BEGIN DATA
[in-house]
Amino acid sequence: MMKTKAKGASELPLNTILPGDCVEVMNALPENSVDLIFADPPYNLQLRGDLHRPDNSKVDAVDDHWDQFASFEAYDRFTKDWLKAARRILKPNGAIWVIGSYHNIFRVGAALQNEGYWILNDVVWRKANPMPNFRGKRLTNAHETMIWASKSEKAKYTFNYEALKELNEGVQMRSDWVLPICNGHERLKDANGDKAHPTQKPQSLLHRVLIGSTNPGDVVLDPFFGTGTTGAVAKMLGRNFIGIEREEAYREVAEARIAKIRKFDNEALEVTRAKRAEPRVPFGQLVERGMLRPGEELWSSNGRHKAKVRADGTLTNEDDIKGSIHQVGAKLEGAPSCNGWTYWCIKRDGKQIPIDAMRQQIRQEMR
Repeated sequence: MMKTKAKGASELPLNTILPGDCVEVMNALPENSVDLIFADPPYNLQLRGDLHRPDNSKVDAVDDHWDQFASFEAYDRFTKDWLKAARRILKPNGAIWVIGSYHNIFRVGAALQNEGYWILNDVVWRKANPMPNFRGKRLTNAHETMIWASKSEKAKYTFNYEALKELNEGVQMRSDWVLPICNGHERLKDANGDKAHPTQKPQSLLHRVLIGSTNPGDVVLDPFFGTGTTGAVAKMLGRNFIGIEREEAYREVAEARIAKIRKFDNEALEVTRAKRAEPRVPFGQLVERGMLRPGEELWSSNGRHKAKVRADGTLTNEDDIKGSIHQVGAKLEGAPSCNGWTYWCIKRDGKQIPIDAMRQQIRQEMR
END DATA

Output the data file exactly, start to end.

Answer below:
[in-house]
Amino acid sequence: MMKTKAKGASELPLNTILPGDCVEVMNALPENSVDLIFADPPYNLQLRGDLHRPDNSKVDAVDDHWDQFASFEAYDRFTKDWLKAARRILKPNGAIWVIGSYHNIFRVGAALQNEGYWILNDVVWRKANPMPNFRGKRLTNAHETMIWASKSEKAKYTFNYEALKELNEGVQMRSDWVLPICNGHERLKDANGDKAHPTQKPQSLLHRVLIGSTNPGDVVLDPFFGTGTTGAVAKMLGRNFIGIEREEAYREVAEARIAKIRKFDNEALEVTRAKRAEPRVPFGQLVERGMLRPGEELWSSNGRHKAKVRADGTLTNEDDIKGSIHQVGAKLEGAPSCNGWTYWCIKRDGKQIPIDAMRQQIRQEMR
Repeated sequence: MMKTKAKGASELPLNTILPGDCVEVMNALPENSVDLIFADPPYNLQLRGDLHRPDNSKVDAVDDHWDQFASFEAYDRFTKDWLKAARRILKPNGAIWVIGSYHNIFRVGAALQNEGYWILNDVVWRKANPMPNFRGKRLTNAHETMIWASKSEKAKYTFNYEALKELNEGVQMRSDWVLPICNGHERLKDANGDKAHPTQKPQSLLHRVLIGSTNPGDVVLDPFFGTGTTGAVAKMLGRNFIGIEREEAYREVAEARIAKIRKFDNEALEVTRAKRAEPRVPFGQLVERGMLRPGEELWSSNGRHKAKVRADGTLTNEDDIKGSIHQVGAKLEGAPSCNGWTYWCIKRDGKQIPIDAMRQQIRQEMR